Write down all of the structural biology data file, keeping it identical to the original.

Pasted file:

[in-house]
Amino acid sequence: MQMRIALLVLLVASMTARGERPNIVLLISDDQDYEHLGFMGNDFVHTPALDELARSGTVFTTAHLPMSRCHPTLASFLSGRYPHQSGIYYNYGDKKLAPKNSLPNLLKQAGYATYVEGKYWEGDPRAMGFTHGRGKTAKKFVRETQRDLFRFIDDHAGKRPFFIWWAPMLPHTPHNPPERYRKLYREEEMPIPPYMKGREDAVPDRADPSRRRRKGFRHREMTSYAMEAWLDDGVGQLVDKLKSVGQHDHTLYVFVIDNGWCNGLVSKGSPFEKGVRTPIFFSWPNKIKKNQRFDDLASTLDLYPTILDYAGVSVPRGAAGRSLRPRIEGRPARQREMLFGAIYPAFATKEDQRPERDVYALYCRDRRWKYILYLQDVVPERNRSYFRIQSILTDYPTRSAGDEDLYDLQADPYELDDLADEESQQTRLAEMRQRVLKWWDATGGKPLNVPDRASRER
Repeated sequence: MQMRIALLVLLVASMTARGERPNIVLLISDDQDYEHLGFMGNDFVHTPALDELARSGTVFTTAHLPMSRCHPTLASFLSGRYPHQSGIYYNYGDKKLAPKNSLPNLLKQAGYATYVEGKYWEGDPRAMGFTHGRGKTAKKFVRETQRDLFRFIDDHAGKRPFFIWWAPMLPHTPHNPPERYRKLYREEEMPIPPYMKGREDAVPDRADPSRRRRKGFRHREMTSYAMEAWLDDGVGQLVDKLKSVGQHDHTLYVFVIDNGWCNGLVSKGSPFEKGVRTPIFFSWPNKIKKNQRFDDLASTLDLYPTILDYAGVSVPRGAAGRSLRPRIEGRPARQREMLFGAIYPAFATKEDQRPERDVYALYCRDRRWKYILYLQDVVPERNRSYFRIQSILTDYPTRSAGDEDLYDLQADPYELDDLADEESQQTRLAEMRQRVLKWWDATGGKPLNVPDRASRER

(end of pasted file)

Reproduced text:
[in-house]
Amino acid sequence: MQMRIALLVLLVASMTARGERPNIVLLISDDQDYEHLGFMGNDFVHTPALDELARSGTVFTTAHLPMSRCHPTLASFLSGRYPHQSGIYYNYGDKKLAPKNSLPNLLKQAGYATYVEGKYWEGDPRAMGFTHGRGKTAKKFVRETQRDLFRFIDDHAGKRPFFIWWAPMLPHTPHNPPERYRKLYREEEMPIPPYMKGREDAVPDRADPSRRRRKGFRHREMTSYAMEAWLDDGVGQLVDKLKSVGQHDHTLYVFVIDNGWCNGLVSKGSPFEKGVRTPIFFSWPNKIKKNQRFDDLASTLDLYPTILDYAGVSVPRGAAGRSLRPRIEGRPARQREMLFGAIYPAFATKEDQRPERDVYALYCRDRRWKYILYLQDVVPERNRSYFRIQSILTDYPTRSAGDEDLYDLQADPYELDDLADEESQQTRLAEMRQRVLKWWDATGGKPLNVPDRASRER
Repeated sequence: MQMRIALLVLLVASMTARGERPNIVLLISDDQDYEHLGFMGNDFVHTPALDELARSGTVFTTAHLPMSRCHPTLASFLSGRYPHQSGIYYNYGDKKLAPKNSLPNLLKQAGYATYVEGKYWEGDPRAMGFTHGRGKTAKKFVRETQRDLFRFIDDHAGKRPFFIWWAPMLPHTPHNPPERYRKLYREEEMPIPPYMKGREDAVPDRADPSRRRRKGFRHREMTSYAMEAWLDDGVGQLVDKLKSVGQHDHTLYVFVIDNGWCNGLVSKGSPFEKGVRTPIFFSWPNKIKKNQRFDDLASTLDLYPTILDYAGVSVPRGAAGRSLRPRIEGRPARQREMLFGAIYPAFATKEDQRPERDVYALYCRDRRWKYILYLQDVVPERNRSYFRIQSILTDYPTRSAGDEDLYDLQADPYELDDLADEESQQTRLAEMRQRVLKWWDATGGKPLNVPDRASRER